McInnis: Good morning.

Keith: Let’s start this morning with the last question first, of sorts. We’ve followed the story The Denver Post ran saying that they had requested tax forms from gubernatorial candidates as has been the tradition, not the law or a requirement in Colorado, and that you up until this point have declined. And they followed with an editorial today saying that candidates are not required by law to make tax returns available. They understand that releasing private, personal information can be uncomfortable, but it is common both on the state and national level. And they say that tax returns show sources of income, charitable giving, potential conflicts of interest, use of tax shelters, other valuable information. And that your spokesperson, Sean Duffy, has indicated to them, when they reiterated the question, that you may now make tax forms available at some unspecified point in the future. Does that mean that you will?  At what point in time?  And what stands in the way of your doing it as soon as possible?

McInnis:  Well, let me say first of all that’s not very much of a complete picture of comments that they’ve [The Denver Post] made in there. Second of all, understand that during all the years I served in Congress and the State House, you have to make disclosures.  And in the State House of Representatives in Colorado, and I think in every state in the country and in the United States Congress, they do not require disclosure income.  However they do require financial affidavit. It’s the same thing if you’re a candidate in Colorado. So I have made more disclosures on my financial background than any other candidate in this race and probably any other candidate for a long time simply because of length of service, number one.

Number two, we’ve told The Post we’re happy to let people know what I made, although that’s private information and I’m certainly not required to do it. And I’m more than willing to tell when I tell them what I made also tell them what I paid as a percentage of tax or give them the actual amount of tax I paid because I want people to know that I don’t have a tax shelter out there. I’m not one of these people that frankly make a living and go out and not pay any taxes. I pay my share of taxes, which I think is too high like many of your listeners.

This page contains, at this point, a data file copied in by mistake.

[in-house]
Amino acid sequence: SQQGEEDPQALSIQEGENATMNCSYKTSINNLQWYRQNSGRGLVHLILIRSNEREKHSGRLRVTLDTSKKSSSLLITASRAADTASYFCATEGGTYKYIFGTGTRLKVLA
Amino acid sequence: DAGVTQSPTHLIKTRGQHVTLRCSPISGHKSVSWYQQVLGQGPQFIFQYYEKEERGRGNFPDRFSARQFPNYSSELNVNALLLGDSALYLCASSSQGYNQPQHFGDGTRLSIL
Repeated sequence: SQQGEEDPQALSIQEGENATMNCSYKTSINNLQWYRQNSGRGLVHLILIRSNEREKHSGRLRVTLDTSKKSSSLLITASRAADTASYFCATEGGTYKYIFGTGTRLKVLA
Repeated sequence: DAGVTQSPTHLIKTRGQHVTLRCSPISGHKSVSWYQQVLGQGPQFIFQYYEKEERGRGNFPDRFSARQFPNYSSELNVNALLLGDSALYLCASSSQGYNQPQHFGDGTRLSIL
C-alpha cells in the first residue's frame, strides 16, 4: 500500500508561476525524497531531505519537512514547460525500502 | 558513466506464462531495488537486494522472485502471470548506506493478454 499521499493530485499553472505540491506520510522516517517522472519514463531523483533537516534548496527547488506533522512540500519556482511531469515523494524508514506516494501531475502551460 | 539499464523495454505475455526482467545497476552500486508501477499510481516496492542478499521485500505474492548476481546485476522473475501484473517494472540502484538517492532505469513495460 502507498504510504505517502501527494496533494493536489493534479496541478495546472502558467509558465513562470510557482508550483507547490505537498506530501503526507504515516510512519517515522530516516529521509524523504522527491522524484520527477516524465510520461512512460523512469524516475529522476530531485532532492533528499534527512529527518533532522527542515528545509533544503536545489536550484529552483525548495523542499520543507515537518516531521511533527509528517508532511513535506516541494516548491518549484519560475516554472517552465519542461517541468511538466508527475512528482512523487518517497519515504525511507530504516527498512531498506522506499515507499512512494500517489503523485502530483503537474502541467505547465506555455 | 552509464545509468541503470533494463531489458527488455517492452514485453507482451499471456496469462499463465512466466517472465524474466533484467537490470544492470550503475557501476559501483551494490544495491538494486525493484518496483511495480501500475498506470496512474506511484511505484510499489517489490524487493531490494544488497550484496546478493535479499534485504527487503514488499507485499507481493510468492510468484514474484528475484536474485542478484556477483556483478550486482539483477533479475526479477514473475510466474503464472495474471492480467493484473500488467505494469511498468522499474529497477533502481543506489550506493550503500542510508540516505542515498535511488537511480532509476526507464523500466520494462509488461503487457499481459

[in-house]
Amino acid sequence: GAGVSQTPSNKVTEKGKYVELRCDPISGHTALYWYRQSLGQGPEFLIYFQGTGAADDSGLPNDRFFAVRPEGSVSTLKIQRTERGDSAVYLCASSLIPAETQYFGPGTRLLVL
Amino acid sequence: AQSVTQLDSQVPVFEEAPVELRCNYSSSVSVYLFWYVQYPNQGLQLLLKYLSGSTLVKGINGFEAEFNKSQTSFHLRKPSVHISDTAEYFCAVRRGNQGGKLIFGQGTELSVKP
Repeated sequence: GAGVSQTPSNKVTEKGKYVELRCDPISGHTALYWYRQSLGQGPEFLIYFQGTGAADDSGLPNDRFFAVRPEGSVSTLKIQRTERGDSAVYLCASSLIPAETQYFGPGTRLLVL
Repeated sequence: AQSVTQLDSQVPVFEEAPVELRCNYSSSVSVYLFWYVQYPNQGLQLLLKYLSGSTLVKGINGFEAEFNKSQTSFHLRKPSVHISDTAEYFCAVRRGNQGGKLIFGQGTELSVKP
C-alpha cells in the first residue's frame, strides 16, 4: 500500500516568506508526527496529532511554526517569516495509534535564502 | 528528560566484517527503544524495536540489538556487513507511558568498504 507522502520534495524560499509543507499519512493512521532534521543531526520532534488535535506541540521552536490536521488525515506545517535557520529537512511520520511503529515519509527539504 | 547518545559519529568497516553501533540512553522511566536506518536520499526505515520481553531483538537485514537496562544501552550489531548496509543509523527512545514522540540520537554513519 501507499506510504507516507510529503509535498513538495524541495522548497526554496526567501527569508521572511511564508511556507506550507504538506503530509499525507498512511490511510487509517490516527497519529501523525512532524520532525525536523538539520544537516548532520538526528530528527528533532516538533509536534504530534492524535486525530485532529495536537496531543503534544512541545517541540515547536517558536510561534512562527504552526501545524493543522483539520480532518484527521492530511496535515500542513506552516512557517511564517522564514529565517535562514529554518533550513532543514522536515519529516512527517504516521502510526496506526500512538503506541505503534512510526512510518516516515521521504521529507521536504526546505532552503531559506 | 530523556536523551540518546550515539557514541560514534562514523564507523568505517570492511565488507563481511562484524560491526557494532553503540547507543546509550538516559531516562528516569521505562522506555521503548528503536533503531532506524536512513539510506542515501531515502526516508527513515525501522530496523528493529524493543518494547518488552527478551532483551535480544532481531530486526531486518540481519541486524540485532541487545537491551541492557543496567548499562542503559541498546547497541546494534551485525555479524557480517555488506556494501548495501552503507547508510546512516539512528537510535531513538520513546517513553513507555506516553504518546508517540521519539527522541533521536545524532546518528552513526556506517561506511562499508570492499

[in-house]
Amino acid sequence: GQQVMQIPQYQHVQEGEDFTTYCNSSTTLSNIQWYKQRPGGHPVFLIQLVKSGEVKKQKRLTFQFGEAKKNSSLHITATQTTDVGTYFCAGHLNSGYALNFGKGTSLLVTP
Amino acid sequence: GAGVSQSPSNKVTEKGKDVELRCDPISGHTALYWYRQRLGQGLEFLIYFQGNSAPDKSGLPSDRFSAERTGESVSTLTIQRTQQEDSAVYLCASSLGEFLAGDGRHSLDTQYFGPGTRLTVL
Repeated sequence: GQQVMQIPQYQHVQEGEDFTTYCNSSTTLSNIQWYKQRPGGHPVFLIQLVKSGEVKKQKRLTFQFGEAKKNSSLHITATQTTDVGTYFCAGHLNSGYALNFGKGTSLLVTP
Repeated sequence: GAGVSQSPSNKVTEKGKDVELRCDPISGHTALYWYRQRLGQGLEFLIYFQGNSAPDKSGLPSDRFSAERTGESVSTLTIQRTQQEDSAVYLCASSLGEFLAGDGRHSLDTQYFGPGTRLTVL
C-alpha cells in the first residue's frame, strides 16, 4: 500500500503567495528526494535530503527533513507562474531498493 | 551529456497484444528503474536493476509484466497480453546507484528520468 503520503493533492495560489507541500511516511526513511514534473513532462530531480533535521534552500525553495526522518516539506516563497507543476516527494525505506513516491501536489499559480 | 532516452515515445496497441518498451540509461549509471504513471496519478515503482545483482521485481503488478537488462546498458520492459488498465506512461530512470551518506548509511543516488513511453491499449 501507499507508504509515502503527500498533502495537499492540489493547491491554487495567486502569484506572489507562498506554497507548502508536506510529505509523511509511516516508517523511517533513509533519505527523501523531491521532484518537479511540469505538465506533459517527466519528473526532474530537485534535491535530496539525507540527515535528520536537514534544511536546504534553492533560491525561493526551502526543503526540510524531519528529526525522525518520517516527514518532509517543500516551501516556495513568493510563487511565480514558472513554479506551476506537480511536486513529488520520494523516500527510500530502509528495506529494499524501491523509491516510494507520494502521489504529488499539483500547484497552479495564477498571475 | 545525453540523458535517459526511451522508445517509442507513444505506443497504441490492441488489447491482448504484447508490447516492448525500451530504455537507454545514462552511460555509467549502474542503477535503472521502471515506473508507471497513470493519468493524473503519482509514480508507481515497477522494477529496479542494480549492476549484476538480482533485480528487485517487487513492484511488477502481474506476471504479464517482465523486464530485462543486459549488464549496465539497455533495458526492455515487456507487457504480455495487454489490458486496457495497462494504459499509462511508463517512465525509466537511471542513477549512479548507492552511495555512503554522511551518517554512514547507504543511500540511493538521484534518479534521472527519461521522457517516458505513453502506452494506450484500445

The third thing, this is not common place, and my income tax returns, by necessity because of the family business, you know we’re in a family business, have disclosures of private individuals just like Mayor Hickenlooper has refused to disclose, I guess, his blind trust, which of course he has a lot of things in, and he’s also refused to disclose his partnership agreement. And frankly I don’t criticize him for that because what he says is what I say. Look, there are people, for example my kids, who are not running for Governor of Colorado. There are other people, my brothers and sisters, that are involved in our family enterprises whose information, whether it’s social security numbers or forward are included in those documents.

The key here is what I made, and what I paid and that’s what we’ve agreed to give to The Denver Post and I note that it’s somewhat uncomfortable. Keep in mind that their job is to make my job as uncomfortable as possible.

Gail: [laughs] And that’s just how the game is played.

McInnis: Yeah. And they say it in the newspaper. I mean, they put it in there. So I’m not going to invite myself to my own beating.  I mean, let em [garbled words] I’m going to give what I think the people want, not what The Denver Post wants.

Gail: You have no interest…-

McInnis: What the people want. And I think they’re entitled to, what did he make and what did he pay. We want to make sure he’s carrying his fair burden and that’s a very legitimate request.

Gail: No interest in being complicit in your own self destruction. I think that’s a healthy perspective.

McInnis: Yea. [Laughs] Somebody calls you on the phone and says, Scott, stop by. We’re going to beat you up, on your way home from work.

Gail: What time? What time do you want me there? Where do you draw the line as far as, because we’ve gotten into an interesting side conversation with many of our listeners about this. Where do you draw the line as a candidate as to what the voters should be aware of and what they shouldn’t be aware of, as far as personal information goes in making their decision?

McInnis: Well, I think the voters are entitled to financial disclosures. And you know this kind of debate has been carried on extensively at the state level and at the federal level. What really is fair? What really goes kind of beyond the privacy? On the other hand, you are a public official. You are elected to serve the people, and they need to know some of your background.

So for 22 years, I was in office for 22 years. I filed disclosures all of those 22 years. And I can assure you the second I file them, not many of my constituents looked at them. The people that check them out, and in Congress, very interesting, you have to put your name, when you look at them, you check them out, and it’s all full of Democrats, the Democratic National Committee, the Chair of the State Democratic Committee, those are the people looking at that.